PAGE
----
Despite the worrisome headlines in the media, we expect new highs in the US market. Fundamental data continues to show that recession risk in the US remains low and at the same time, growth is not strong enough to warrant a reduction in the Federal Reserves' quantitative easing program. The rally in equities, especially in the US, remains intact. Furthermore, there are reasons to expect a deflationary boomlet which will push markets higher.
Global markets have been wobbly since mid-May. Volatility has risen across all asset classes, including bonds. Even traditionally safe haven markets like US Treasuries and German bunds also lost value. Needless to say, commodities and emerging market assets suffered even more. It was the US dollar and the Japanese yen which provided a safe habour. Treasury inflation protection securities fell.
Figure 1: Performance of various asset classes in May
Based on the recent market action, one can reasonably conclude that:
1) The sell-off in markets is not due to a macro shock since Treasuries too were sold off. Typically when macro risk rises, investors rush for the safest and most liquid securities, which is usually the Treasury market. One such risk could be the resumption of the European crisis, which would lead investors to sell peripheral European bonds, and buy US and German government securities. The fact that Treasuries sold off while the euro did not fall much against both the US dollar and the yen suggest to us that investors are not worried about a macro shock to the global economy.
2) The lack of economic growth is not a worry, since Treasuries and income assets were sold off. Normally, when the economy is at risk of sliding into a recession, government bonds will rise. At the same time, income oriented securities like corporate bonds and REITs outperform equities on the basis that their income streams cushion any fall in capital values. In May, we saw US bonds and REITs underperforming the S&P500. We also saw defensive sectors like consumer staples and utilities underperform cyclical sectors like discretionary and financials. With such market action, investors seem to be signaling that they are not worried about a recession.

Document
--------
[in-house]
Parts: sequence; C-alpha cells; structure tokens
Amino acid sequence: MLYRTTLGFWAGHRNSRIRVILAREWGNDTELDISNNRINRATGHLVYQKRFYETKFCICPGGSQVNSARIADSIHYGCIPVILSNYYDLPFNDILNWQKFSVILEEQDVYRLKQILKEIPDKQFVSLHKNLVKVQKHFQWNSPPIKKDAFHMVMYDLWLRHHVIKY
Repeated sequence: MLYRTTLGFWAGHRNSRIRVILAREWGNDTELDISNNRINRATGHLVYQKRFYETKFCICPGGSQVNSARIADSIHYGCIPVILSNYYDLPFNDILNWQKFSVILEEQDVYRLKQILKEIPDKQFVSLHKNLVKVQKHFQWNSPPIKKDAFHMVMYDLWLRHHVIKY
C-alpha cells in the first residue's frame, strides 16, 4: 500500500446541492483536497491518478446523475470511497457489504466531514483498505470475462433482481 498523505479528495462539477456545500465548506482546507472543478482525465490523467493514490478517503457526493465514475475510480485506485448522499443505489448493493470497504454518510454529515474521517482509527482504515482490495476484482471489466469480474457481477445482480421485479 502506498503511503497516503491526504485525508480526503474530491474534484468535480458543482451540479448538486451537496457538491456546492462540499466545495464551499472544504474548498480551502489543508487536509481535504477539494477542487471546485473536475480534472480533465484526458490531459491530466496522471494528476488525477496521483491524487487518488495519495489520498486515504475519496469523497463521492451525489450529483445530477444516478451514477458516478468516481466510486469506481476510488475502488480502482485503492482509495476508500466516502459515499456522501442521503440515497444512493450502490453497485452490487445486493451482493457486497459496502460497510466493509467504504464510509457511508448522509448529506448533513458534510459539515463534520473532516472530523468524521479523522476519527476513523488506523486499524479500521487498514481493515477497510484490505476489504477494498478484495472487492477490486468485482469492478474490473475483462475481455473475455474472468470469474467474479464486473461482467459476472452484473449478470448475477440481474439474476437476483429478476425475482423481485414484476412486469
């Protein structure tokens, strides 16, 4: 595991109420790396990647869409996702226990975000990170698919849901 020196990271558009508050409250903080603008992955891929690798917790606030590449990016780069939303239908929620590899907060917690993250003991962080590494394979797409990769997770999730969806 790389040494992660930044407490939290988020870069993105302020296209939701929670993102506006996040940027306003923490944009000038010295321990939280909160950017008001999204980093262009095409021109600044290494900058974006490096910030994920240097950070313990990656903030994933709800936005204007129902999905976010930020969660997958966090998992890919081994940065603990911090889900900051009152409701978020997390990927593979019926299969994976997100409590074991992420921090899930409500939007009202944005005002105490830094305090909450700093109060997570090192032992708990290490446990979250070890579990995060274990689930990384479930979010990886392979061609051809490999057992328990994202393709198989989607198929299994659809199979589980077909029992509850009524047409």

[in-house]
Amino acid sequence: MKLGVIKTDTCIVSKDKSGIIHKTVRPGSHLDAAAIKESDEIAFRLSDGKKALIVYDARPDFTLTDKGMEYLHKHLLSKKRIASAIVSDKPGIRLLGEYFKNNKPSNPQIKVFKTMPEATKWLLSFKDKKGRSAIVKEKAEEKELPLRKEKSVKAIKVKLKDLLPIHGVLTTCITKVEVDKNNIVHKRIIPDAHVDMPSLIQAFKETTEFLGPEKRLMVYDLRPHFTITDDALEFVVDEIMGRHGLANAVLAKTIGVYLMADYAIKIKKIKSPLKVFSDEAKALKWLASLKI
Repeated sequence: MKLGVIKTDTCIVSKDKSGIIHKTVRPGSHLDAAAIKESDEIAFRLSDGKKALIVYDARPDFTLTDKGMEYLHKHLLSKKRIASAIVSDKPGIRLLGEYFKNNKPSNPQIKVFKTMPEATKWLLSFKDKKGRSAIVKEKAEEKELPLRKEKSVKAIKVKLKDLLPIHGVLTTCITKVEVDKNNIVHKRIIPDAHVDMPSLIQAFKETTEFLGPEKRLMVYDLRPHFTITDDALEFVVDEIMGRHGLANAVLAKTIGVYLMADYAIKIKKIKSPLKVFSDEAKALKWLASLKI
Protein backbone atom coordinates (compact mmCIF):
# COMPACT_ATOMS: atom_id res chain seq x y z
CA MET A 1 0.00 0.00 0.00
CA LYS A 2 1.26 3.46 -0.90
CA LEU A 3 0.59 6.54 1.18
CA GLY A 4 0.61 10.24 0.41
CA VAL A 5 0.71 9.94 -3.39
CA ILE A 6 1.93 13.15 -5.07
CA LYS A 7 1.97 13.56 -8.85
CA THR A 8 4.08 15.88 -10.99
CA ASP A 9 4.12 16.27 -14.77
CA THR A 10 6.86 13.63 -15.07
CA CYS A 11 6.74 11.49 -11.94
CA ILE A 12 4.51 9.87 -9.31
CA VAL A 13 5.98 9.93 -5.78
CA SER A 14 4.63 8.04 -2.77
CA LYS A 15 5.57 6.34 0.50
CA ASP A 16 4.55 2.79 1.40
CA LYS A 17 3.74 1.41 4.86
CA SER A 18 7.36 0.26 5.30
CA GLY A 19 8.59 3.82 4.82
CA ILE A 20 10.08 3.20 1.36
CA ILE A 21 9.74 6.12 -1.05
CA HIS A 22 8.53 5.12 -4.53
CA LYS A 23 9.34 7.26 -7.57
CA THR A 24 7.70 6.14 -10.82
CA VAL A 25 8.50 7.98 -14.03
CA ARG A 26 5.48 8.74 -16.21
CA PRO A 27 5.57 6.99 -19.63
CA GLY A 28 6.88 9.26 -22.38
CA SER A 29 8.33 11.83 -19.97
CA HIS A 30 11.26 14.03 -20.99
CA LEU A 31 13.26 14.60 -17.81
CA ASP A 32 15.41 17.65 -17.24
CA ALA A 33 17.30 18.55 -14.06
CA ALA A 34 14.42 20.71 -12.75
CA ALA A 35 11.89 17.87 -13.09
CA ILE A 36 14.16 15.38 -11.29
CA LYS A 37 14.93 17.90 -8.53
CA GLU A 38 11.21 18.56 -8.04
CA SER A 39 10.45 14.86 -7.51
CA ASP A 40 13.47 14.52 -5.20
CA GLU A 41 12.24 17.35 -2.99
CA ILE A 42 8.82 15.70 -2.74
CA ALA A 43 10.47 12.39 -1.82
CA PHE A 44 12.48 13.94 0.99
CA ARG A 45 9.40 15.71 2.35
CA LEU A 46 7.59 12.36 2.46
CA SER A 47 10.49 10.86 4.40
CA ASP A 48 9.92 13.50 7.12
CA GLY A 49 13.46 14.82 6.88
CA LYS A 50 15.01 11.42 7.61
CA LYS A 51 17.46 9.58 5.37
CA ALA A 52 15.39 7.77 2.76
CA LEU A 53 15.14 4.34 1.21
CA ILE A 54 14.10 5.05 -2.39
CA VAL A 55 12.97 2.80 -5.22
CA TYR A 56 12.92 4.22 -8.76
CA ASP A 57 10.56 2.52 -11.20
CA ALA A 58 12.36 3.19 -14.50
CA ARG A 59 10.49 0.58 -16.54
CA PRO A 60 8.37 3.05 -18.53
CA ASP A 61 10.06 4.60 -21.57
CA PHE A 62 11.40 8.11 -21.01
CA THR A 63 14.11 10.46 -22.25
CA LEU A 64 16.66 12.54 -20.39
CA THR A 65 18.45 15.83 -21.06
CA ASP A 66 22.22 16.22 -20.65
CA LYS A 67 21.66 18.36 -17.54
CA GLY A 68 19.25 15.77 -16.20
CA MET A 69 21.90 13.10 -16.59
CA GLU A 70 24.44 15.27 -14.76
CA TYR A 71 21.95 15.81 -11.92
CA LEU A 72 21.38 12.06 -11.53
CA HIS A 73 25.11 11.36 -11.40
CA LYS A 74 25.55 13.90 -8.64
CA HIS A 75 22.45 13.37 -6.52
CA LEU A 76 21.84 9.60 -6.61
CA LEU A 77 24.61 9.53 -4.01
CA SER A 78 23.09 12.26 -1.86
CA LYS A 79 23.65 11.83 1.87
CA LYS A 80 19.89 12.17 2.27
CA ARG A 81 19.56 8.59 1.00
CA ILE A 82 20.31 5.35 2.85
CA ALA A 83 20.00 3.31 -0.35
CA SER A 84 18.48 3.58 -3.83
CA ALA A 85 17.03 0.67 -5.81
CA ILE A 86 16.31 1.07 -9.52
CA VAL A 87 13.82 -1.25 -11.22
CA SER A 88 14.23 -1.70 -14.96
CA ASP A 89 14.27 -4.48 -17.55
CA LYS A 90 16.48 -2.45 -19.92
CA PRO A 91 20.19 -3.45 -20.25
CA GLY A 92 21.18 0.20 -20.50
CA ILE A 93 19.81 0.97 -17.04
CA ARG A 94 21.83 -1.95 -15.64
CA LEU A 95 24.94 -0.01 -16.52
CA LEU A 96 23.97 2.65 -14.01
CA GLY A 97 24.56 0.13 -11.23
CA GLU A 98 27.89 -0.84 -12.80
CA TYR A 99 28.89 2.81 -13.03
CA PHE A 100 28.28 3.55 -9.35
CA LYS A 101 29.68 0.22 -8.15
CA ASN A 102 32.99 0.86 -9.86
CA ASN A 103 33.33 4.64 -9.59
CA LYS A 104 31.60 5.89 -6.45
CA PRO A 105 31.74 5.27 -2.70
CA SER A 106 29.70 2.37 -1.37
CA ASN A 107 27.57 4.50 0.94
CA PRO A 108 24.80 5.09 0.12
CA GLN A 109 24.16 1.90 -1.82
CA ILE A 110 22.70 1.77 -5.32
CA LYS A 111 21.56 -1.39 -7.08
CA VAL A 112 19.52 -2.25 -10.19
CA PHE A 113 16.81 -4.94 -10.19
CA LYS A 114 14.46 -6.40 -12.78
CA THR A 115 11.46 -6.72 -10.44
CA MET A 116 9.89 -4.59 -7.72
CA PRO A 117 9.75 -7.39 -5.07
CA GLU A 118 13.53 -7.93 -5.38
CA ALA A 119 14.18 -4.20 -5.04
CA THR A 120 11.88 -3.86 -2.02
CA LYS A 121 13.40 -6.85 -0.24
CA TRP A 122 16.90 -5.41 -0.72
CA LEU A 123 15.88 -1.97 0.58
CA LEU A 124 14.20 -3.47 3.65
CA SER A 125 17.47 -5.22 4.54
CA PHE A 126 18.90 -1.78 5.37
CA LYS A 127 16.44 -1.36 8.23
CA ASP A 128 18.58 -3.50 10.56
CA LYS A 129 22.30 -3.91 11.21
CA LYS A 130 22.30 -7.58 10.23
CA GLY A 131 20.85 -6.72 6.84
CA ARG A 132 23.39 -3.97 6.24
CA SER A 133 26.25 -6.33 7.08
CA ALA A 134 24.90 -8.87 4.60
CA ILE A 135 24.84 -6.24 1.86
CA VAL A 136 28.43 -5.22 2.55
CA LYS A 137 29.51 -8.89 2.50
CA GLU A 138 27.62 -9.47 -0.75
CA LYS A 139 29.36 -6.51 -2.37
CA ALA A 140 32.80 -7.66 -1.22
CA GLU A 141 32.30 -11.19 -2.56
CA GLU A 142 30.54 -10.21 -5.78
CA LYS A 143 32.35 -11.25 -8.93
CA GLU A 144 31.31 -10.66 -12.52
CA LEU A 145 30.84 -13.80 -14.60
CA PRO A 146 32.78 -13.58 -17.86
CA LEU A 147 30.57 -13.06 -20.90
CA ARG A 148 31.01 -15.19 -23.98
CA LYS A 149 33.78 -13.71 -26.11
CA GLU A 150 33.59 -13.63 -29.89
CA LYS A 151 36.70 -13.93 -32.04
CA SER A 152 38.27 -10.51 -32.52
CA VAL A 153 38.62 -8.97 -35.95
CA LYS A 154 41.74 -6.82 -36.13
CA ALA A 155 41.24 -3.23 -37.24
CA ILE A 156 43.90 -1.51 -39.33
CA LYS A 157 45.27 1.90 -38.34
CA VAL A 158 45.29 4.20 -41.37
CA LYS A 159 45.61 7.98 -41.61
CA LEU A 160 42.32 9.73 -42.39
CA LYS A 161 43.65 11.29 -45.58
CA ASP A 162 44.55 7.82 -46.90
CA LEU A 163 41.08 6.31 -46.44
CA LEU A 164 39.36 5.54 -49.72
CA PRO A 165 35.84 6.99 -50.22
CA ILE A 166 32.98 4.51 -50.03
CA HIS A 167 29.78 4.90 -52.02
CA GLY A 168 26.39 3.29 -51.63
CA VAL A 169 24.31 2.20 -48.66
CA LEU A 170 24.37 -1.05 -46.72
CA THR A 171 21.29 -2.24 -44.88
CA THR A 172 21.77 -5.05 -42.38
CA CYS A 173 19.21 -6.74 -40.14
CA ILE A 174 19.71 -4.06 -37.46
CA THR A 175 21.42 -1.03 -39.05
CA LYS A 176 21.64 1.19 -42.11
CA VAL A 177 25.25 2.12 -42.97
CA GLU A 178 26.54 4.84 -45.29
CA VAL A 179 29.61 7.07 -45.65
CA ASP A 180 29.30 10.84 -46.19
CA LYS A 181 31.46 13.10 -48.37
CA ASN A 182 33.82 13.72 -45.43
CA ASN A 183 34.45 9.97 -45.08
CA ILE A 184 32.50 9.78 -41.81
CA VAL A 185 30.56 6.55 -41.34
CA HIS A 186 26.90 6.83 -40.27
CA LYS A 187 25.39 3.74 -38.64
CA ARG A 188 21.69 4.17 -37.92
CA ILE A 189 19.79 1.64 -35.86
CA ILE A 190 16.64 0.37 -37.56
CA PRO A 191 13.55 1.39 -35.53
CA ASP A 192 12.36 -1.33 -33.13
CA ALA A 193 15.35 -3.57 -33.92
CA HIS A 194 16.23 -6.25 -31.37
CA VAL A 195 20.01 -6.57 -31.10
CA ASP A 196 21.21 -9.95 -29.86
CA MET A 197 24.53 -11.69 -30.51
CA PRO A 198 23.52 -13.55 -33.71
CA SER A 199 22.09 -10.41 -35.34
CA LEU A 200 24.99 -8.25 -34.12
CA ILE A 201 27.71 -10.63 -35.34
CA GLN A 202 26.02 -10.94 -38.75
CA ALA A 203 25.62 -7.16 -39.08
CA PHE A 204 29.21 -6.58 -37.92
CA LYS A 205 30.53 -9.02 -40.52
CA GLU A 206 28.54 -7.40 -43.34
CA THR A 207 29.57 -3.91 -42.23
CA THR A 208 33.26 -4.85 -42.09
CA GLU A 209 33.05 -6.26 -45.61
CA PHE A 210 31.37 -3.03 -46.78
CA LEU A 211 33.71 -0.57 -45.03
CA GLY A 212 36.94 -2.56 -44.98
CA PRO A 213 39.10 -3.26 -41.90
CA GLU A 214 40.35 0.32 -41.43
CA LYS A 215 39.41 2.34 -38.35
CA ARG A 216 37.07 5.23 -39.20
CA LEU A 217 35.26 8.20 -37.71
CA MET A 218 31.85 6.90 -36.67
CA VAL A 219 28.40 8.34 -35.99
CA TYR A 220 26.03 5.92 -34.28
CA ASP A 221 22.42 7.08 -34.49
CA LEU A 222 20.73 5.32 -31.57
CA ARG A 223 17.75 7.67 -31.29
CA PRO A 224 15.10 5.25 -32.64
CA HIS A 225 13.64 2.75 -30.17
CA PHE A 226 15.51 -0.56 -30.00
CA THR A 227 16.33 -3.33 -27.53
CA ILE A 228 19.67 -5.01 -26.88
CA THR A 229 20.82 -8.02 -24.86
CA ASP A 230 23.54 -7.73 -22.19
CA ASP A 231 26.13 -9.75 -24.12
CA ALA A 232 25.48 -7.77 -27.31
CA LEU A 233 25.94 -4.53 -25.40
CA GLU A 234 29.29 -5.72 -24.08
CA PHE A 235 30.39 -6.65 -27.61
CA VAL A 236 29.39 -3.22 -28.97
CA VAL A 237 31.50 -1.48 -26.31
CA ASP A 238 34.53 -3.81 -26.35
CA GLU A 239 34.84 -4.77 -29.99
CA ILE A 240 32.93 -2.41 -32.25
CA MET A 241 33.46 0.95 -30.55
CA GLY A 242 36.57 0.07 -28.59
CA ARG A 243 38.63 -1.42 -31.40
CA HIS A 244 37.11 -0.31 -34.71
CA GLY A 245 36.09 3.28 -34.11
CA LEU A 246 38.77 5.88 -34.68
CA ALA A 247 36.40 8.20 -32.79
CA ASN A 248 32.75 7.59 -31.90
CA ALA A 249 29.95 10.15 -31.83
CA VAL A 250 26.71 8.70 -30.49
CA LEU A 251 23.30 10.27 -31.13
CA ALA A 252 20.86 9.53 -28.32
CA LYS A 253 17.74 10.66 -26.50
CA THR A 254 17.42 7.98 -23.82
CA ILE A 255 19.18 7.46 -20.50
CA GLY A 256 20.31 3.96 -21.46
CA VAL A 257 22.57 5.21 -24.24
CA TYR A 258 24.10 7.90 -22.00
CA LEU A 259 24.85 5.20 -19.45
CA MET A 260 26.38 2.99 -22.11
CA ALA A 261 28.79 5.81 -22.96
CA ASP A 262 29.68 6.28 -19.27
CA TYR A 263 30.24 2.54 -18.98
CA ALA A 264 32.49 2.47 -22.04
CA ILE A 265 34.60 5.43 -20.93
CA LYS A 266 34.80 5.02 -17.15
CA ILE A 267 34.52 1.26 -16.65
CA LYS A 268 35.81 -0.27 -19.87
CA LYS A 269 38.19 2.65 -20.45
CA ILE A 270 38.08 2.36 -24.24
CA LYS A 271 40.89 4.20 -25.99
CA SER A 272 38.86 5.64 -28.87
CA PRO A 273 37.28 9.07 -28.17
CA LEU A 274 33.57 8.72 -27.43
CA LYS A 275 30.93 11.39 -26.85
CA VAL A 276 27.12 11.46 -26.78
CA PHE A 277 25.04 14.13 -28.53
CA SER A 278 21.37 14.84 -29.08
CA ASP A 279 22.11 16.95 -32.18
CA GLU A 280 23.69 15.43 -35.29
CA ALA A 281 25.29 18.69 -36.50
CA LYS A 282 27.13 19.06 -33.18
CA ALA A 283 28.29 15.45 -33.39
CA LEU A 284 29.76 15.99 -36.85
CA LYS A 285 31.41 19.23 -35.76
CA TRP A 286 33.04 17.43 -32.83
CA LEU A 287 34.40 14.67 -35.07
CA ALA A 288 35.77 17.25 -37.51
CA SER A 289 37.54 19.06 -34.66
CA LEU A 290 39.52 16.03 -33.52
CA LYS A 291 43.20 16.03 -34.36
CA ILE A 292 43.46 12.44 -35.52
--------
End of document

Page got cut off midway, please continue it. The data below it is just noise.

Figure 2: US sector performance in May
3) The prospect of rising interest rates is beginning to be discounted by the market. While yields on US bonds rose on fears that QE may end sooner than expected, we find that government bonds across major economies also rose in tandem with the US. Even in countries that practice fiscal discipline, like Germany and Singapore, borrowing costs climbed persistently in May. Hence it is not just the end of QE at play but perhaps demand for capital is also beginning to rise. After all, as rates have been so low for quite some time, a slight increase in demand for capital will cause borrowing costs to rise. Investors could well be anticipating higher demand for capital, due to an economic recovery in the future.
4) Emerging market assets continue to underperform, despite offering better “value”. In May, it was another month of underperformance by emerging market equities relative to developed markets. Since the beginning of the year, emerging market equities have offered better value, compared to developed market equities. Yet, the performance of emerging market equities struggled as earnings disappointed. A likely explanation is that emerging economies, after a decade of strong growth, is transiting to a slower growth phase while at the same time having to cope with higher costs in terms of rising wages and rents resulting from higher property prices. Profit margins and stock prices will be under pressure. We could see a prolonged period of underperformance by emerging markets, not unlike in the 1990s.
Image courtesy of Stockcharts.com
Figure 3: Emerging markets underperforming developed markets.